Surprising Ways Household Pests Hurt ... or Help You

Smoobs/flickrBugs, bugs, bugs. Bugs are commonly considered household pests which bring out an automatic "eew!!" reaction in just about everybody. When you ask why, the answer might be "I'm afraid they'll bite me" or even "I don't know, I just hate them." Look a little closer, though, and you'll find good reason to fear some insect species, while others prove to be surprisingly beneficial.  

Ants are a nuisance when they invade your kitchen in search of a snack. (They especially love sweets!) Some species, like fire ants, also have an annoying sting. Carpenter ants should really be called "demo ants," for their tendency to carve out tunnels, damaging wooden buildings and structures like doors, porches, and decks. But did you know that ants can threaten your home in another way? They like to build their nests near concrete pads, like the one the outside component of your air conditioner sits on. From there, they often crawl into the A/C housing, causing short circuits and other mechanical problems. The best solution is to install physical barriers, by screening off the unit and filling holes around the base with caulk, copper wool, or foam or rubber gaskets. Do be careful that you don't block essential ventilation, though.

Flies are one of the least frightening household pests to the majority of us because we know that they don't bite or sting. However, if you think the worst they can do is buzz around your head while you're trying to balance your credit card statement, think again. Because flies often carry dangerous diseases which they are ready and willing to "share" with humans, it's important to keep them outside of your space. Install window screens. Minimize odors that attract flies in the first place, too. They love the delicious aromas of rotting food and waste, so use tightly covered garbage cans, take scraps out to the compost pile (which should not be located right next to your house) promptly, and clean Fluffy's litter box often.

Mites, in the form of dust mites, tend to be well known to people who suffer from allergies and/or asthma. Dust mites, which feed off dead skin particles shed by you and your pets, are powerful allergy triggers and must be kept under control with bedding protectors and rigorous house cleaning. Not as serious but certainly unpleasant are biting mites, minuscule creatures whose bite nevertheless packs a powerful punch, causing severe irritation and itching. Usually animal hosts -- wild birds or rodents -- are responsible for bringing biting mites into houses. Therefore, it's important to prevent the host's access to your home in order to control the insects. Seal up holes and cap your chimney.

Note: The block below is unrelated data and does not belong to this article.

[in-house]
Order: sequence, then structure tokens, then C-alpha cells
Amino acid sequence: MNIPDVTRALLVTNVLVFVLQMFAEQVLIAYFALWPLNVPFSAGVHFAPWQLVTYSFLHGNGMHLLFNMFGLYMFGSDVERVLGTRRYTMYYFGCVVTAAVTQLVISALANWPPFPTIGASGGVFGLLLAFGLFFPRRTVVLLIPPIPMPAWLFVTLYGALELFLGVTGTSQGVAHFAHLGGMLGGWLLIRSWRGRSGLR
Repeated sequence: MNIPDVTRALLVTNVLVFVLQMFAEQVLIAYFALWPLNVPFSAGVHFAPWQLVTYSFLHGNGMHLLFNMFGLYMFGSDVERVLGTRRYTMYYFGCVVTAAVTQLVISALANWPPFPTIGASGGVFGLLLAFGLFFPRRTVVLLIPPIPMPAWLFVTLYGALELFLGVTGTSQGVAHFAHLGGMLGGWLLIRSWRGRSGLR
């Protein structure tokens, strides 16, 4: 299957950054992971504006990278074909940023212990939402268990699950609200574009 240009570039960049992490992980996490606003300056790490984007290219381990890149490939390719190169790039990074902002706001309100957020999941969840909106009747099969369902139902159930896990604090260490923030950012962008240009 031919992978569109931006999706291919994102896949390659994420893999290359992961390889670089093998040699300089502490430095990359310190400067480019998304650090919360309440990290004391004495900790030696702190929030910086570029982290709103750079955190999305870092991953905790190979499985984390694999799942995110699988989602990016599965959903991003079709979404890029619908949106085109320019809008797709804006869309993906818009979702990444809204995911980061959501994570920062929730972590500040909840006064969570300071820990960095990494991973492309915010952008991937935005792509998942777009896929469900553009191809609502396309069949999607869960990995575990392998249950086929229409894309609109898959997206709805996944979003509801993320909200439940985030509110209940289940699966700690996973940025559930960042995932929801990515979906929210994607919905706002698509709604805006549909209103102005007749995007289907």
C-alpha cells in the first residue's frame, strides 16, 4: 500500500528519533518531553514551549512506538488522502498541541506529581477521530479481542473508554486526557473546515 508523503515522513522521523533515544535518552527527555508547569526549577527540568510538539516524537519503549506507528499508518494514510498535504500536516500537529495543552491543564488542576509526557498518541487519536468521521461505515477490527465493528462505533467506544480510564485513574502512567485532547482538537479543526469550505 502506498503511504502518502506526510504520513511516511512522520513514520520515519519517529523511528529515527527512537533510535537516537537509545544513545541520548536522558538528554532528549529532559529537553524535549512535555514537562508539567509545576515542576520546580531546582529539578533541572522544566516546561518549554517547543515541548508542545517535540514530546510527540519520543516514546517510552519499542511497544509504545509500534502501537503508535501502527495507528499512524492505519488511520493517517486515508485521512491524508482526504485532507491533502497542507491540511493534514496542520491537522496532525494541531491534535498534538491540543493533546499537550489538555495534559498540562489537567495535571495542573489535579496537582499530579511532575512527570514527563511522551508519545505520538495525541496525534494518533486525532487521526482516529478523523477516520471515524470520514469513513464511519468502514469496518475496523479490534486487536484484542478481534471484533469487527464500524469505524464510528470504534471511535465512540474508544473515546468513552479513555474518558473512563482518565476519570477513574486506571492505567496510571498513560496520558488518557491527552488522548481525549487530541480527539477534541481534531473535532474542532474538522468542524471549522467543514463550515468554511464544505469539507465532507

Spiders are widely feared by human beings. In fact, one scientific study showed that arachnophobia might even be inherited! Even though spiders may set off your "ick" response, though, chances are that they won't actually hurt you. There are relatively few poisonous spider species in the United States. In fact, if you can stand to keep them around, these arachnids (the scientific class to which spiders belong; contrary to popular belief, they are not insects) serve a very positive purpose. They enjoy chowing down on the likes of mosquitoes, cockroaches, clothes moths, and earwigs. Adopting a "live and let live" policy toward that spider lurking in the corner of your room can be a very effective, eco-friendly form of pest control.

Bees are famous for their painful sting. However, they normally use their stinger only in response to a perceived threat. Stomp on them, swat them, or threaten their hive and you're in big trouble, but if you find a bee in your house, your best bet is to open an window or two, then leave it alone until it makes its own way outside. Honeybees, in particular, should not be disturbed; stinging a mammal just once will cause these creatures to die. Honeybees are important not just for biological diversity; they play a valuable role in plant pollination. And with their declining population, we need to protect our honeybees as best we can.

Laura Firszt writes for

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